Toronto has a rich brewing history that has largely been forgotten as a result of prohibition and midcentury consolidation. Unbeknownst to many of its citizens, a significant number of the city’s landmarks were financed by brewers. One of its major thoroughfares, Bloor Street, is even named after one. In recent years, Toronto has seen a new wave of craft breweries, with over 40 now calling Toronto home. Commercial brewing, even at craft or micro levels, is capital and space intensive. As a result, many of Toronto’s breweries now occupy formerly less desirable locations, such as automotive garages, a roundhouse, a brick kiln, or even a municipal incinerator. These breweries have transformed these once-underused industrial spaces into businesses that also serve as cultural and community hubs for their neighborhoods, serving as landmarks and promoting a sense of local identity. What’s more, many of Toronto’s craft breweries are now producing top-quality beers that rival those of other brewing centers of the world. Join us as we explore Toronto’s history, present, and perhaps its future through its beer.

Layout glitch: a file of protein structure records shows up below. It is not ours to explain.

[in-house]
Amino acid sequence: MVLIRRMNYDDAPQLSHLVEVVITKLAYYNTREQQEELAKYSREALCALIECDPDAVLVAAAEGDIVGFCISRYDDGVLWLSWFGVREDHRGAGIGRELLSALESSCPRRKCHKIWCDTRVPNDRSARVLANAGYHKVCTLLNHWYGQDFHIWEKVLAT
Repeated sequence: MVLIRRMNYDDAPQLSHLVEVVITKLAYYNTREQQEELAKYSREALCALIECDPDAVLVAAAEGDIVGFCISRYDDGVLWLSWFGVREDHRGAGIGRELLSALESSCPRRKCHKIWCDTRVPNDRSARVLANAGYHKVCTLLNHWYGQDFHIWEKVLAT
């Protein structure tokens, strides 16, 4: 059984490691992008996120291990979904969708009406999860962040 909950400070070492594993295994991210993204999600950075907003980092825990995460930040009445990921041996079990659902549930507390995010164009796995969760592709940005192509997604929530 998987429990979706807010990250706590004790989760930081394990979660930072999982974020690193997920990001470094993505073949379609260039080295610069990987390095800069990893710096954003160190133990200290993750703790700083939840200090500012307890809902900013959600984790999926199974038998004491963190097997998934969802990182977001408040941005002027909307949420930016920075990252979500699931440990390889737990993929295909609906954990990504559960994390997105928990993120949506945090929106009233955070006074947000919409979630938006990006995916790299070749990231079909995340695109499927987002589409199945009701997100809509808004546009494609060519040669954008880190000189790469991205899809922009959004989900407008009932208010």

Leslieville, situated just east of the Don River, began as a small village in the 1850s and is now one of Toronto’s hippest neighborhoods. Come walk and experience Leslieville as we taste some of the best microbrews Toronto has to offer. On this tour, we will meet at the historic Leslieville General Store at Queen and Carlaw for a brief history of the area, followed by a visit to the following breweries: Avling, Radical Road, Black Lab, Rorschach, and Godspeed.
Tour Cost: US$75 per person, which includes refreshments.
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